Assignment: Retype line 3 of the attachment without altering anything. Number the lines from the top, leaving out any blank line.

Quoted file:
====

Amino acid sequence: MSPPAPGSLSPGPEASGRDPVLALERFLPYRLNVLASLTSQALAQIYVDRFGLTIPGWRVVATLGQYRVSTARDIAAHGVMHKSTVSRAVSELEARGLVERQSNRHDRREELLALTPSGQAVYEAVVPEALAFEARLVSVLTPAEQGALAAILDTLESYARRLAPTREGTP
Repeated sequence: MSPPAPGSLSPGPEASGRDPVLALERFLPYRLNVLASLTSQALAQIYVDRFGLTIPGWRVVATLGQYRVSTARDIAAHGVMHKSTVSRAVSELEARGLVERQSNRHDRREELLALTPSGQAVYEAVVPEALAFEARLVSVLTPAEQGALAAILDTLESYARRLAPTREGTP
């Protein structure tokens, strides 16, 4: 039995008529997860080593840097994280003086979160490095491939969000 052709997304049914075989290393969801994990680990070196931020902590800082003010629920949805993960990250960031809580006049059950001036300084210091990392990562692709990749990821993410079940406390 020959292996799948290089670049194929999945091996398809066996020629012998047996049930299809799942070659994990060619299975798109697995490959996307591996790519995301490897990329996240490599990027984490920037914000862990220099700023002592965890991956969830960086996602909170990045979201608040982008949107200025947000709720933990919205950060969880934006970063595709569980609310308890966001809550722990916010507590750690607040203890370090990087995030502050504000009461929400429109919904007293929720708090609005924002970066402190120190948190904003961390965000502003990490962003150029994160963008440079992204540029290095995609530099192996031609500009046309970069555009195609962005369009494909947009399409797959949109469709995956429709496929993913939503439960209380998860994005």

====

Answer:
């Protein structure tokens, strides 16, 4: 039995008529997860080593840097994280003086979160490095491939969000 052709997304049914075989290393969801994990680990070196931020902590800082003010629920949805993960990250960031809580006049059950001036300084210091990392990562692709990749990821993410079940406390 020959292996799948290089670049194929999945091996398809066996020629012998047996049930299809799942070659994990060619299975798109697995490959996307591996790519995301490897990329996240490599990027984490920037914000862990220099700023002592965890991956969830960086996602909170990045979201608040982008949107200025947000709720933990919205950060969880934006970063595709569980609310308890966001809550722990916010507590750690607040203890370090990087995030502050504000009461929400429109919904007293929720708090609005924002970066402190120190948190904003961390965000502003990490962003150029994160963008440079992204540029290095995609530099192996031609500009046309970069555009195609962005369009494909947009399409797959949109469709995956429709496929993913939503439960209380998860994005």